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Turkish parliament condemns remarks by France's Macron in cartoon row

ANKARA (Reuters) - Turkey’s parliament showed rare unity on Tuesday in condemning remarks by French President Emmanuel Macron in a row about cartoons of the Prophet Mohammad, calling his comments “sick rhetoric” with the potential to cause a global rupture.

Four parties including the ruling AK Party, their allies the Nationalist Movement Party (MHP), the secularist main opposition Republican People’s Party (CHP) and the Iyi Party, issued a joint declaration saying Macron’s remarks could cause “destructive conflicts” among people of different beliefs.

The dispute follows an attack outside a French school on Oct. 16 in which a man of Chechen origin beheaded Samuel Paty, a teacher who had shown pupils the cartoons in a civics lesson on freedom of speech.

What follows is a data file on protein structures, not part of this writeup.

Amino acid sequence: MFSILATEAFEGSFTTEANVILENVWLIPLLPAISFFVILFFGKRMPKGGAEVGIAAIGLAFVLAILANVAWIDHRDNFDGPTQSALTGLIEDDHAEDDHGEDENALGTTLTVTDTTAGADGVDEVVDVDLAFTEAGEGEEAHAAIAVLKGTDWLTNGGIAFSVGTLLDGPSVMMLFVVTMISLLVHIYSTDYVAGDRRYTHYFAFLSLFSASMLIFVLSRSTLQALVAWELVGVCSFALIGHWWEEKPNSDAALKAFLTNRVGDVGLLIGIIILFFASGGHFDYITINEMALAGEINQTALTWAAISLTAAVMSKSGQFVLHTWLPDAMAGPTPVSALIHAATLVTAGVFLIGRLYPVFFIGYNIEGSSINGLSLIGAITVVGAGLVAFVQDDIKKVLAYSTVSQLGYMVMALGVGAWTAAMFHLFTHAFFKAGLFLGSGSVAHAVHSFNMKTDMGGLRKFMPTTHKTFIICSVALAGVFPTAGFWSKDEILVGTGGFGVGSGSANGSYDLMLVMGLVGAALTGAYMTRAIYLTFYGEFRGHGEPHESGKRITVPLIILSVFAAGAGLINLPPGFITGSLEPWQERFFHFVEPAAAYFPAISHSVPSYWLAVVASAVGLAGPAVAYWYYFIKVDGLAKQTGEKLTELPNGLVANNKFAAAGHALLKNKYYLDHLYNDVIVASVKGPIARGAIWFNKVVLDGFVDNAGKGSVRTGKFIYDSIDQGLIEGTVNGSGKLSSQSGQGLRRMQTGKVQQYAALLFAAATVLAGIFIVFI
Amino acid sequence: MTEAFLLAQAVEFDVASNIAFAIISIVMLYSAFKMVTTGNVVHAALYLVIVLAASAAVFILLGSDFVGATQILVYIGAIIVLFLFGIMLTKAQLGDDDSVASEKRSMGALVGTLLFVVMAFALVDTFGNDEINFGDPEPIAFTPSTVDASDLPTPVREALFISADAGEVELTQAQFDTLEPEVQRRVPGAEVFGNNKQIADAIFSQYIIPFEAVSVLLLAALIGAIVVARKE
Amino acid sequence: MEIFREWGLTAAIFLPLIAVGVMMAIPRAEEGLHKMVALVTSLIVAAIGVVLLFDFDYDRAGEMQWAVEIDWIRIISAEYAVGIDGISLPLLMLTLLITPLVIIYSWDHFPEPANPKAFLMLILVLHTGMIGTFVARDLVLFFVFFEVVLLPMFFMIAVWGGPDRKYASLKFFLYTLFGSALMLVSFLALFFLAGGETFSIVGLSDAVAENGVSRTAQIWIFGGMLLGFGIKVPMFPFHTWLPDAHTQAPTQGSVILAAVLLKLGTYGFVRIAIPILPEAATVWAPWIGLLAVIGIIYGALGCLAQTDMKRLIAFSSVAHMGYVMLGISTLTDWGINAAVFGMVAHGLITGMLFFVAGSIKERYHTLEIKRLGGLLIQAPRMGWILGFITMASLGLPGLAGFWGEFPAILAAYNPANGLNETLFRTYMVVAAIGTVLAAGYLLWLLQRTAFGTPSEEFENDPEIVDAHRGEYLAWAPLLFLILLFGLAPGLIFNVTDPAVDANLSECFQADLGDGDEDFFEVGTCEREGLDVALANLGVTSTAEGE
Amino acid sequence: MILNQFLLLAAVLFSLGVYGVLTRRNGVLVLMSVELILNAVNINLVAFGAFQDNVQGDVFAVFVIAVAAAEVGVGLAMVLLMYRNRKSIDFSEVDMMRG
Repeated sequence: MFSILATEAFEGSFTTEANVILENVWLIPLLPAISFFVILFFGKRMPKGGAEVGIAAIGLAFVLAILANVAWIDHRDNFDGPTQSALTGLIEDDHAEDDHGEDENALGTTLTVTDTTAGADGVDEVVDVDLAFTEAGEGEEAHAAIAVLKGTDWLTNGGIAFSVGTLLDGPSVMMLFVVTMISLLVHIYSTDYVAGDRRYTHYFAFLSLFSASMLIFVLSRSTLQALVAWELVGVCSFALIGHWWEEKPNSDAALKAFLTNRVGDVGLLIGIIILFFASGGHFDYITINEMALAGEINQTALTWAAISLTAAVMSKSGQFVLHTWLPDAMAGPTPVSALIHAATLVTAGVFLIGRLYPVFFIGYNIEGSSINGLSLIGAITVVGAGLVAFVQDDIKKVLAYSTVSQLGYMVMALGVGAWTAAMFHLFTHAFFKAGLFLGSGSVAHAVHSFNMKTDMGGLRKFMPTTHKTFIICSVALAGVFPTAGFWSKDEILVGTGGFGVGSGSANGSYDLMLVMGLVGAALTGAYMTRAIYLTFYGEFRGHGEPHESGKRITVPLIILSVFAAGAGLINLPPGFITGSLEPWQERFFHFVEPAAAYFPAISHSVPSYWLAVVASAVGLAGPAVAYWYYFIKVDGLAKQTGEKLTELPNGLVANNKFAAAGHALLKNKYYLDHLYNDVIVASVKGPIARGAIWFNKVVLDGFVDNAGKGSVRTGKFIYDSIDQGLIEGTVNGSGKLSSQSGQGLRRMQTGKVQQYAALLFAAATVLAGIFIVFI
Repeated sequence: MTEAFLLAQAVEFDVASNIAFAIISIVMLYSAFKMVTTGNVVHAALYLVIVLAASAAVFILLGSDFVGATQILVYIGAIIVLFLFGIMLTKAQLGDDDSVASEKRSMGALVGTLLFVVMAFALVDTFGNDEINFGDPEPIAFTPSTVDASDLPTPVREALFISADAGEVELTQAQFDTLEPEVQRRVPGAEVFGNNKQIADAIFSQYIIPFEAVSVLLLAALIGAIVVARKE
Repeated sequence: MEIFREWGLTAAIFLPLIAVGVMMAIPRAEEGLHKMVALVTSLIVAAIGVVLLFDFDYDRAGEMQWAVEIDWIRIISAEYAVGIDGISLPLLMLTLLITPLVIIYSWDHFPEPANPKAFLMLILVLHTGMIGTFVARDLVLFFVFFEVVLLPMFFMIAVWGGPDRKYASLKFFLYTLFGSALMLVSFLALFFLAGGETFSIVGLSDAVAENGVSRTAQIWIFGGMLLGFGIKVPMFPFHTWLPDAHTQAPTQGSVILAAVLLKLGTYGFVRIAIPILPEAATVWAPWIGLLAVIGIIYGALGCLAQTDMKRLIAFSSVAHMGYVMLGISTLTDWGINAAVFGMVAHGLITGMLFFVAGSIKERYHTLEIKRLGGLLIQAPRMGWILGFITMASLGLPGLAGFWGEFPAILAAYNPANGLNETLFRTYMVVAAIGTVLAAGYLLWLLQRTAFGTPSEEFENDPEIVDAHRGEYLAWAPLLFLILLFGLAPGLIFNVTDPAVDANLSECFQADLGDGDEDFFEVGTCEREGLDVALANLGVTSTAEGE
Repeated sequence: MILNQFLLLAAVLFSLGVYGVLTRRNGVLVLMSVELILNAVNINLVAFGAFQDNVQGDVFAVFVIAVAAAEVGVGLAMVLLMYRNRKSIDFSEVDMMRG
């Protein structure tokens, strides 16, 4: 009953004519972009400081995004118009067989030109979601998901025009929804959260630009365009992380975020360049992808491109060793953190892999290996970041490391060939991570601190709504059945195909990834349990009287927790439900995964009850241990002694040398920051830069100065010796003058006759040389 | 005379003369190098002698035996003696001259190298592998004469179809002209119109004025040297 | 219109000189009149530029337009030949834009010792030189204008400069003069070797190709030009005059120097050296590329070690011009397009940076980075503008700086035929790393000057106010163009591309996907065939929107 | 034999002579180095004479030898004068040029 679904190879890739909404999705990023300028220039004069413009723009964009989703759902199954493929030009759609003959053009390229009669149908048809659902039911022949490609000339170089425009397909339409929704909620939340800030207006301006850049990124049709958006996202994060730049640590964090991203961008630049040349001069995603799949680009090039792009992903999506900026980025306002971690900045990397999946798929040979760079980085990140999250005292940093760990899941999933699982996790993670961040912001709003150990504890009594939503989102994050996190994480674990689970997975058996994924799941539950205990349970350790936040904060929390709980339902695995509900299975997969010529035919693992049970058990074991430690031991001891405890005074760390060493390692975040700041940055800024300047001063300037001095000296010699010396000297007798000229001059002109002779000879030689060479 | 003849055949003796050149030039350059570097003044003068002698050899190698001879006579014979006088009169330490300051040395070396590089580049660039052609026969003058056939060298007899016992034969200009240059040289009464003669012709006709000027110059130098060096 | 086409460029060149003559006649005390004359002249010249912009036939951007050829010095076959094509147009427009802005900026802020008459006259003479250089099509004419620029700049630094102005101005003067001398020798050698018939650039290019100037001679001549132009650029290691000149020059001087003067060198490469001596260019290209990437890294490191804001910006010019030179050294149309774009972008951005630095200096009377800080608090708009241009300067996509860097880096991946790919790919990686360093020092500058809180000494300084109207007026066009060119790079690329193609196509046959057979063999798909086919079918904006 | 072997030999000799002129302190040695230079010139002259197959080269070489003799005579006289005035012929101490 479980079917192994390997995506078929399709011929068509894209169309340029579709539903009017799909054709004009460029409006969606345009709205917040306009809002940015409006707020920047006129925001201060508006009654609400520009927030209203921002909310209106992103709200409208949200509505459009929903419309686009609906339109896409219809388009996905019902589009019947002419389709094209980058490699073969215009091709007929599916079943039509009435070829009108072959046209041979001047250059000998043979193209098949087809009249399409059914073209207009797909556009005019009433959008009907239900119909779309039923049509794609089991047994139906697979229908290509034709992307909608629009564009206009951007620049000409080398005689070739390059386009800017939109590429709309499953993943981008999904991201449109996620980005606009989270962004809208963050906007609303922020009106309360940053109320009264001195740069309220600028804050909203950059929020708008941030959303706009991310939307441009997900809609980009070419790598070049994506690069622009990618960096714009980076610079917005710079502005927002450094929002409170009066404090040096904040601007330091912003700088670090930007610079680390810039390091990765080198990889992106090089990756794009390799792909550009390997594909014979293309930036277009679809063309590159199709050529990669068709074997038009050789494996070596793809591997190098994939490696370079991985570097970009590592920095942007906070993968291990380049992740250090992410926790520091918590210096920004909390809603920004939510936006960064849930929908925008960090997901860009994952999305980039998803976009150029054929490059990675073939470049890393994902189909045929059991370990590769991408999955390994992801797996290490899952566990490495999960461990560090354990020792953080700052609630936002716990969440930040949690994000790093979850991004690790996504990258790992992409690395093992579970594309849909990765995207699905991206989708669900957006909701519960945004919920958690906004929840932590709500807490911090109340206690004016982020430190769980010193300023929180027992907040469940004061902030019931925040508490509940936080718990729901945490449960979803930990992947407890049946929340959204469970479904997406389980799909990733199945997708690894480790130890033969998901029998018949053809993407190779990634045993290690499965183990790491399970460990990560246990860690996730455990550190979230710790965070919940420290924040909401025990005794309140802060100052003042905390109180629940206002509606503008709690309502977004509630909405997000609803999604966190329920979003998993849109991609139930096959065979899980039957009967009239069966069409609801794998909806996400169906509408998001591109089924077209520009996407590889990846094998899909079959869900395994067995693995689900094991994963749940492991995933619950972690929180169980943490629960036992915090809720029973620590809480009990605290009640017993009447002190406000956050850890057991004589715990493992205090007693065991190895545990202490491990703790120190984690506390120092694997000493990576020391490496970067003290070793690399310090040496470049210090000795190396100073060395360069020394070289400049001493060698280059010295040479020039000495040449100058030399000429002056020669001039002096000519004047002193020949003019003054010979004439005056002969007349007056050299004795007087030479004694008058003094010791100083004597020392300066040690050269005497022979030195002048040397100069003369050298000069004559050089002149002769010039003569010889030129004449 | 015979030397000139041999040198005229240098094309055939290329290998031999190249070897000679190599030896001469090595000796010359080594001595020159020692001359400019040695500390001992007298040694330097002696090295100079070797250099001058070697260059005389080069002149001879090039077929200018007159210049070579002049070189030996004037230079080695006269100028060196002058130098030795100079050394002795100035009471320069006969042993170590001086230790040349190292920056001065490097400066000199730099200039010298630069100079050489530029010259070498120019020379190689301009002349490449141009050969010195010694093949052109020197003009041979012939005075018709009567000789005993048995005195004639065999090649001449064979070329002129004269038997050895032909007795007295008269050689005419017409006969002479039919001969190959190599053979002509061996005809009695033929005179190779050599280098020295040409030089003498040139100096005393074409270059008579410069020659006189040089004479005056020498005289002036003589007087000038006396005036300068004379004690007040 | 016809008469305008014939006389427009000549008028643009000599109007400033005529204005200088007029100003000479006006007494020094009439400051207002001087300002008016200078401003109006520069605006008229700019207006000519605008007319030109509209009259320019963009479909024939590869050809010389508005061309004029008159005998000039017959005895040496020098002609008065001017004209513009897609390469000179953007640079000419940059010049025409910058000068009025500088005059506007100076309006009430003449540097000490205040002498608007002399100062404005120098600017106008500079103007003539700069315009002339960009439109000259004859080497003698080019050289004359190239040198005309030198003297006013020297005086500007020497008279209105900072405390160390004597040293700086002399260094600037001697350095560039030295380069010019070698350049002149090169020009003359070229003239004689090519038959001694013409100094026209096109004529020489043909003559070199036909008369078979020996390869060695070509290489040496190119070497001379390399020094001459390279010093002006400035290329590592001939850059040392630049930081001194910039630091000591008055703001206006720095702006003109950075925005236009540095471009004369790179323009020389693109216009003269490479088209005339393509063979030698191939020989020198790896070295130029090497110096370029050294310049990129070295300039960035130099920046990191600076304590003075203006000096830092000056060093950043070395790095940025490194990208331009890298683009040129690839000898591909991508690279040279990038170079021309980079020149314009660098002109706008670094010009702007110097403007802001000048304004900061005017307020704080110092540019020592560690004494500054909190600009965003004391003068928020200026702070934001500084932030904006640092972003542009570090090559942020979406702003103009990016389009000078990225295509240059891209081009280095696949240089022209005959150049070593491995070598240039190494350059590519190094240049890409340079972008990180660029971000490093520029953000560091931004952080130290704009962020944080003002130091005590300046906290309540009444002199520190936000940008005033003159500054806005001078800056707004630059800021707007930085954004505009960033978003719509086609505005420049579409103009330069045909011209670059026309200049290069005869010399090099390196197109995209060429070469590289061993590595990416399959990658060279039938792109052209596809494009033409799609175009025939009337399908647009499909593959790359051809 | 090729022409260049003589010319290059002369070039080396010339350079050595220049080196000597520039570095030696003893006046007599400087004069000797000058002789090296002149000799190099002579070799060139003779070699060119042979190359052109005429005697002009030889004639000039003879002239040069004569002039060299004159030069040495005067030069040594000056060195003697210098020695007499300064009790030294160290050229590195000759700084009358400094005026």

The cartoons, considered blasphemous by Muslims, have been displayed in France in solidarity and Macron has said he would redouble efforts to stop conservative Islamic beliefs subverting French values, angering many Muslims countries.

“With his reckless actions under the pretence of ‘supporting freedom of expression’, (Macron) is triggering a conflict, rupture whose global repercussions can deeply and negatively impact people of all beliefs,” the four parties said in their joint statement.

The pro-Kurdish Peoples Democratic Party (HDP) was the only parliamentary party not part of the declaration.

President Tayyip Erdogan sharply criticised Macron at the weekend, saying the French leader needed a mental health check, prompting France to recall its ambassador from Ankara. On Monday, Erdogan urged a boycott of French products.

Several of France’s partners in the European Union rallied round the French leader. Italian Prime Minister Giuseppe Conte said Erdogan’s remarks about Macron were unacceptable.

Turkey and France, NATO members, have been at odds over a host of issues, from Syria and Libya, maritime jurisdiction in the eastern Mediterranean, and the conflict in Nagorno-Karabakh.

Reporting by Mert Ozkan and Tuvan Gumrukcu; Editing by Nick Tattersall

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